It was the country versus the system – the latter was destroying the former. So how to preserve the Russian nation in the midst of so much turmoil? That was the problem that Russia faced as the Communist colossus was falling, and it is still the conundrum at the heart of Putin’s concerns. Putin greatly resents Gorbachev because the would-be Soviet reformer was pushing the system toward its ultimate demolition without regard for the consequences.
And why was this a disastrous course in Putin’s view? Not because the old Communist dream was exposed as a nightmare, but due to the fact that the nation – as opposed to the system – was dismembered. “To start with,” says Putin, “the most important thing is that after the disintegration of the Soviet Union, 25 million Russians – in the blink of an eye – found themselves abroad. In another country.”
Imagine waking up one morning and finding that you’re not a citizen of the United States, but instead come under the control of some foreign entity that never existed in your lifetime. That’s what happened in the old Soviet Union. And the consequences of that historic implosion are still reverberating some thirty years later.
A key part of the mythology surrounding Putin is that he’s a power-mad dictator, the reincarnation of Stalin, and yet the facts – little known, of course, and not reported in the Western media – give us quite a different perspective. For example, I’ve never heard a single news story about Putin’s career report the fact that he initially refused President Boris Yeltsin’s first offer to appoint him Prime Minister. He didn’t trust Yeltsin, with good reason, and to underscore the dangers inherent in the office at that point he says: “And there was only one thing I was thinking about back then: Where to hide my children?”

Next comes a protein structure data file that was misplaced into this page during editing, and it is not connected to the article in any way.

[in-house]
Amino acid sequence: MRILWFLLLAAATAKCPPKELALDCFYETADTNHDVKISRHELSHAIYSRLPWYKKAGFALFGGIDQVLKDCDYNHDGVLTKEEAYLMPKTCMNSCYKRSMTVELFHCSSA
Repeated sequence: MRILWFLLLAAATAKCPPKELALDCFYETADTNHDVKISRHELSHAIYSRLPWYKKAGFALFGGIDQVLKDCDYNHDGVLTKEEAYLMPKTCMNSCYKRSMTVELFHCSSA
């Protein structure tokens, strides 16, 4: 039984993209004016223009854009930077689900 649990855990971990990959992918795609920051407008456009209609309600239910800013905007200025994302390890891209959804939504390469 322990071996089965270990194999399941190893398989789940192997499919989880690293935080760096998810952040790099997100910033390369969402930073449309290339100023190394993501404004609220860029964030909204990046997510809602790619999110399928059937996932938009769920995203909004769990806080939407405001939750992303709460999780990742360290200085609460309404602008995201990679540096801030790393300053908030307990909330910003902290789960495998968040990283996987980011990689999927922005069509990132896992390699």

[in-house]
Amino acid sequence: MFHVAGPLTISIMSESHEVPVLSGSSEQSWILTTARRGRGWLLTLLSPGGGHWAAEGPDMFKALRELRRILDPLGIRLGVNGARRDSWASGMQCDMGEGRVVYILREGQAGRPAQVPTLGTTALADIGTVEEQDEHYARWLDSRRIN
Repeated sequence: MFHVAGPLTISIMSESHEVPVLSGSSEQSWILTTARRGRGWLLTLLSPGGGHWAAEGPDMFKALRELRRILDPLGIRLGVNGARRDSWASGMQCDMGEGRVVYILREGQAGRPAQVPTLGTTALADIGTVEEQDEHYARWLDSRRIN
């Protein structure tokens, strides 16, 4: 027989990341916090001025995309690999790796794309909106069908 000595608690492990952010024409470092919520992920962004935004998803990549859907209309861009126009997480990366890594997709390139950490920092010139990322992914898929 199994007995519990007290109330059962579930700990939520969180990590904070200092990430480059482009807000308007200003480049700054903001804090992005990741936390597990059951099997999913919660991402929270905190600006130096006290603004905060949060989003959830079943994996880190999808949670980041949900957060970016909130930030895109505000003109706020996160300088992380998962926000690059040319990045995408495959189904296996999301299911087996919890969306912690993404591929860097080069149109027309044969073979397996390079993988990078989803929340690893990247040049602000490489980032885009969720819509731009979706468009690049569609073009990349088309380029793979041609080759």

This is not someone who wants power for its own sake. Indeed, Putin comes across as a modest man, driven by a sense of patriotic duty rather than lust for power, prestige, or pelf. He looks askance at praise, such as when Stone says: “You’re credited with doing many fine things in your first term. Privatization was stopped. You built up industries … a real son of Russia – you should be proud. You raised the GDP,” etc. etc. A Stalin type would simply have accepted this adulation, and yet Putin disputed Stone’s key point:
“Well, it’s not exactly like that. I didn’t stop privatization. I just wanted to make it more equitable, more fair. We put an end to some schemes – manipulation schemes – which led to the creation of oligarchs. These schemes that allowed some people to become billionaires in the blink of an eye.”
Here, again, we see the tension between Stone’s left-wing economic views, and Putin’s perspective, a theme played out in the entire course of these interviews:Putin continually insists that he is for private property, and that the “privatization” schemes he denounces were all due to the oligarchs’ connections to the state apparatus, which handed them control of entire industries for pennies on the dollar. The oligarchs were made possible by government control of industry and a rigged system, the exact opposite of a market economy. Putin clearly understands this when, later in the interview, he says:
“Do you know who was not happy with the new laws [which opened up the bidding process for state-owned industries]? Those who were not true businessmen. Those who earned their millions or billions not thanks to their entrepreneurial talents, but thanks to their ability to force good relationships with the government – those people were not happy.”
“Five assassination attempts, I’m told. Not as much as Castro whom I interviewed – I think he must have had 50 – but there’s a legitimate five that I’ve heard about.”
Putin doesn’t deny it. Instead, he talks about his discussion with Fidel Castro on the subject, who told him “Do you know why I’m still alive? Because I was always the one to deal with my security personally.” However, Putin doesn’t follow Castro’s example. Apparently he trusts his security people: “I do my job and the security people do theirs.”